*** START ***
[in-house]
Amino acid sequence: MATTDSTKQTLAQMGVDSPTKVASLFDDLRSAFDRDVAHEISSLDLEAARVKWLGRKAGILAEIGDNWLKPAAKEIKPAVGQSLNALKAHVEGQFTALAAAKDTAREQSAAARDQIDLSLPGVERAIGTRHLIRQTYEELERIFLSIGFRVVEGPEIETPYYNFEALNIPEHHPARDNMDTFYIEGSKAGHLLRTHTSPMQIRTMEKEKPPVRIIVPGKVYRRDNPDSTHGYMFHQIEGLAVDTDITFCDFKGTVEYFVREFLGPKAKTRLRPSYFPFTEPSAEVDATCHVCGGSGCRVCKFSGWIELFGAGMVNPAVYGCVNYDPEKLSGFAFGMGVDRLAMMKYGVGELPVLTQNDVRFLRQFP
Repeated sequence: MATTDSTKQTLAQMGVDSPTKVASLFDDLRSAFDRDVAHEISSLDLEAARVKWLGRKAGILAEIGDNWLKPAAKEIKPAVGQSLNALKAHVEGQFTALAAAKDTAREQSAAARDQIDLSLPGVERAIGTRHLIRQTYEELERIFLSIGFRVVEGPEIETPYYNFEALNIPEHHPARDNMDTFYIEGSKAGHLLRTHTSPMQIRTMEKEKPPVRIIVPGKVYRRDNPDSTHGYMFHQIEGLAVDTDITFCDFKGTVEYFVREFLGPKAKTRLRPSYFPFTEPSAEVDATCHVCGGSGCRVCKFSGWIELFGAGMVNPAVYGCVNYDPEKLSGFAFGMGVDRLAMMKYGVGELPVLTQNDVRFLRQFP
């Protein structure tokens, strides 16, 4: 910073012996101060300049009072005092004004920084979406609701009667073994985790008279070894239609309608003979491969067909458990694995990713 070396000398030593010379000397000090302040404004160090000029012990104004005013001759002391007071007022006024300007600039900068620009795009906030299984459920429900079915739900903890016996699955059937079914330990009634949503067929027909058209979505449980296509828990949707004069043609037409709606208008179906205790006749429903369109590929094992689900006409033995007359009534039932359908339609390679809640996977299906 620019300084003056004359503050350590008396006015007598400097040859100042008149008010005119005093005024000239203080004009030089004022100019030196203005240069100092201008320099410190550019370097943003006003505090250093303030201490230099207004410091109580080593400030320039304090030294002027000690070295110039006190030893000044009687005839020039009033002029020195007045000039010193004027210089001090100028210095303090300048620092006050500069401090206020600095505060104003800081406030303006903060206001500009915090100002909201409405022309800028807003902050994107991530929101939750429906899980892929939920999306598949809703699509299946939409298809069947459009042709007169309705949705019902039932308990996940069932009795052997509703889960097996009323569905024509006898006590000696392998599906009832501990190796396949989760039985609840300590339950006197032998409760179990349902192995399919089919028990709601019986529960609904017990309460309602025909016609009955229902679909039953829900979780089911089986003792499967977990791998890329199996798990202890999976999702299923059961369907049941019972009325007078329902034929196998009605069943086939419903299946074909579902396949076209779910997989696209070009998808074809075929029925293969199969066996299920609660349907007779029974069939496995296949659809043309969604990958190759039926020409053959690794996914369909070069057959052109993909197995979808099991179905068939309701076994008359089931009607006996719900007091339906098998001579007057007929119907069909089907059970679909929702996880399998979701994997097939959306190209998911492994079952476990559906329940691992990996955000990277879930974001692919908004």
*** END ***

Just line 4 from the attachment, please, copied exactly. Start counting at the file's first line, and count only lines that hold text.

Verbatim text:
């Protein structure tokens, strides 16, 4: 910073012996101060300049009072005092004004920084979406609701009667073994985790008279070894239609309608003979491969067909458990694995990713 070396000398030593010379000397000090302040404004160090000029012990104004005013001759002391007071007022006024300007600039900068620009795009906030299984459920429900079915739900903890016996699955059937079914330990009634949503067929027909058209979505449980296509828990949707004069043609037409709606208008179906205790006749429903369109590929094992689900006409033995007359009534039932359908339609390679809640996977299906 620019300084003056004359503050350590008396006015007598400097040859100042008149008010005119005093005024000239203080004009030089004022100019030196203005240069100092201008320099410190550019370097943003006003505090250093303030201490230099207004410091109580080593400030320039304090030294002027000690070295110039006190030893000044009687005839020039009033002029020195007045000039010193004027210089001090100028210095303090300048620092006050500069401090206020600095505060104003800081406030303006903060206001500009915090100002909201409405022309800028807003902050994107991530929101939750429906899980892929939920999306598949809703699509299946939409298809069947459009042709007169309705949705019902039932308990996940069932009795052997509703889960097996009323569905024509006898006590000696392998599906009832501990190796396949989760039985609840300590339950006197032998409760179990349902192995399919089919028990709601019986529960609904017990309460309602025909016609009955229902679909039953829900979780089911089986003792499967977990791998890329199996798990202890999976999702299923059961369907049941019972009325007078329902034929196998009605069943086939419903299946074909579902396949076209779910997989696209070009998808074809075929029925293969199969066996299920609660349907007779029974069939496995296949659809043309969604990958190759039926020409053959690794996914369909070069057959052109993909197995979808099991179905068939309701076994008359089931009607006996719900007091339906098998001579007057007929119907069909089907059970679909929702996880399998979701994997097939959306190209998911492994079952476990559906329940691992990996955000990277879930974001692919908004």